Eat. Play. Run.

My quest to live in Rome, a bite and a step at a time.


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As you probably know, Italians don’t celebrate Thanksgiving. I really felt its absence at last weekend’s farmers market here in the Garbatella. I bought pancetta and fresh pecorino to make carbonara for the first time for a friend (with great success), stocked up on local apples, pears and clementines, and had an amusing conversation in Italian with a farmer while buying squash. I walked out with a bounty too heavy to carry, but it didn’t include a sack of potatoes, cranberries, or a turkey. I can’t help but think back to just one year ago, as I entered Trader Joe’s on Masonic at Geary in San Francisco. Bouquets of red, orange and yellow flowers at the entrance, the bright lights raining down on stacked boxes of stuffing and cornbread mix, pyramids of canned pumpkin, aisles of local pinots and chardonnays. What a contrast.

I do love to eat. But the food isn’t my favorite part of Thanksgiving. In fact, this week I felt relieved that today wouldn’t be spent piling mounds of food onto a plate and unbuttoning my pants to make room for dessert. Instead, I spent the day at work, where our manager (an American) brought us some crostata and a delicious apple cake, which I enjoyed with a caffè americano. I ate lunch with a coworker, complete with roasted chicken and potatoes, a glass of red wine, and carrot cake and espresso (yes, drinking during the work day is acceptable). Dinner was a simple meal of rice, local squash, and chard sauteed with pancetta and garlic (photo above-excuse the sloppy presentation). Now that’s a rather healthy, balanced, non-gluttonous Thanksgiving.

But as I ended my work day, I started to feel really unsatisfied. Thanksgiving for me is all about friends, and I am really missing everyone back in the States. I trudged over to the Monteverde district for my weekly Italian lesson and another painful hour fumbling over verb tenses and pronunciation. I bought an Italian newspaper on my way home, frustrated by my lack of progress and fueled by determination to improve. As I walked home I read a “Happy Thanksgiving” email from one of my best friends back in San Francisco, and a wave of loneliness and homesickness came over me.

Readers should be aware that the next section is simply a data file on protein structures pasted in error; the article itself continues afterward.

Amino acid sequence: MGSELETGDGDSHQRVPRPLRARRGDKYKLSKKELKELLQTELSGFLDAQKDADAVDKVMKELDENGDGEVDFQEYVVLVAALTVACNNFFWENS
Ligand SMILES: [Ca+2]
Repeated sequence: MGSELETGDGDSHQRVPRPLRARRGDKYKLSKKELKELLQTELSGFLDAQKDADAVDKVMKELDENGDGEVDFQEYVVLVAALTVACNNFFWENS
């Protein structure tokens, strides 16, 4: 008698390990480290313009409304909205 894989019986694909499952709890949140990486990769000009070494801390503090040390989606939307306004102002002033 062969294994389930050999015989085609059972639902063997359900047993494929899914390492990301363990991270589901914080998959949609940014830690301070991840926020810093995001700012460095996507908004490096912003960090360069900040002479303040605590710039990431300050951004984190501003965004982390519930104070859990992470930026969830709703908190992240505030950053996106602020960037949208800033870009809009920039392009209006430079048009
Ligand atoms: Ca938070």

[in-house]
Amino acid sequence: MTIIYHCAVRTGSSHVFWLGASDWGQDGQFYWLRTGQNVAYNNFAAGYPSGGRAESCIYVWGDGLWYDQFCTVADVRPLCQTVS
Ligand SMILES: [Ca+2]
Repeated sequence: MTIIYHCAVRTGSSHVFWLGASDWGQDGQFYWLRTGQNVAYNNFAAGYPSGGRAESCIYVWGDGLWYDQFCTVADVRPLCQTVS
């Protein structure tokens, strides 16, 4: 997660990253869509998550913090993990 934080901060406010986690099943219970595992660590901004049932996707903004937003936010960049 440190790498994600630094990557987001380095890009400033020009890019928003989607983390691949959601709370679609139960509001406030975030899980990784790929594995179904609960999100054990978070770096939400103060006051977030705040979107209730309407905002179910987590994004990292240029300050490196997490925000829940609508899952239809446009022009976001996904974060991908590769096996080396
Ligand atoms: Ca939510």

How I wished to be there.

To laugh.

To embrace.

To connect.

To understand.

These feelings are only natural to someone like myself who is thousands of miles away from home. I recognize that.

But I also recognize that this strange, challenging and overwhelming city is home too.

I laugh everyday. And I mean that. Everyday. Romans love to joke, and you get extra points if you know how to laugh at yourself.

While it’s rare to hug, the kissing on each cheek when you greet someone is a warm embrace in itself. I cherish it.

I have a small group of friends here. And today, each one of them contacted me. I am grateful for their friendship and the connection we have with one another.

Although I struggle with the language, I feel like I understand myself better than I have in a long time. And that’s a good place to start.

No matter where I am in the world, there’s a lot to be thankful for. Here’s a few examples.

  • I am thankful that my father is recovering well from double knee surgery, and is getting stronger every day.
  • I am thankful to be here in Rome and to have a dream become a reality.
  • I am thankful for my mother. She is one of the strongest people that I know.
  • I am thankful to work for an organization that is helping people in West Africa affected by the Ebola virus.
  • I am thankful that my younger sister found her life partner.
  • I am thankful for tonnarelli cacio e pepe.
  • I am thankful for my older sister, who is providing love and care to my cat as he recovers from an accident. He could not be in better hands.

Buon ringraziamento.





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